We use gender analyses across sectors to examine the roles, rights, and responsibilities of men and women, as well as the obstacles, opportunities, and choices available in different contexts. Our programs are designed with the understanding that women and men may experience development issues differently: Women and men have different roles within their communities that are shaped by social, cultural, religious, and economic factors. As a result, we know that a ‘one-size fits all’ approach to development may not truly allow for the whole community to participate in and benefit from development activities. Our gender equality work recognizes this and ensures our services are offered in a multitude of ways so that everyone can benefit from our work.
Improving the Guatemalan Justice System
Guatemala must address weaknesses in its justice system to ensure that the country’s most vulnerable populations can access vital services.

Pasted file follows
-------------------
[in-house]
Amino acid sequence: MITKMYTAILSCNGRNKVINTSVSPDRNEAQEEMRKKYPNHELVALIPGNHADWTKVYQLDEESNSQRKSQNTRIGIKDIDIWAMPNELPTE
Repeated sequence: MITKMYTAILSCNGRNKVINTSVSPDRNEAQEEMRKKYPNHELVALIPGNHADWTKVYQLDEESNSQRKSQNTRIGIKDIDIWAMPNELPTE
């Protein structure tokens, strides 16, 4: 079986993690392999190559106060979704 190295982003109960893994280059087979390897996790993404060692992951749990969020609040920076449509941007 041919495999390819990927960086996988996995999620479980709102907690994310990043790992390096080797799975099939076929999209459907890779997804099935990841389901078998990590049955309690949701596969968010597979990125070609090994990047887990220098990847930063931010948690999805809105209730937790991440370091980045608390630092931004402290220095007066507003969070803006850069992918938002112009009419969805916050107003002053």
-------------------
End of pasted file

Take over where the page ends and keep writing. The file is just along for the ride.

Methodologies to Promote Gender-Responsive Climate Resilience
This post originally appeared on Climatelinks. Work is underway to identify areas where climate vulnerability, fragility and gender inequality overlap. Using desk research and technical mapping of these points of overlap around the world, the USAID-funded program Advancing Gender in the Environment (AGENT), is identifying countries most affected by this triple nexus. At the May Adaptation Community Meeting,…
A First Economic Step toward Gender Equality
In 2017, women around the world made up 47 percent of the formal workforce but only earned, on average, 77 percent of men’s earnings. These figures are critical in understanding the staggering inequalities present in the global workforce and the need to address gender inequality through an economic lens. Gender equity and economic empowerment are…
Making it to the Top: What Successful Women Do Differently
The Case of the Vanishing Women isn’t the title of the latest mystery novel. It is what happens as women progress through their careers. As they move up the corporate ladder, women fall off at every successive rung. The vast majority never make it to the top. Among Fortune 500 CEOs, it is just as…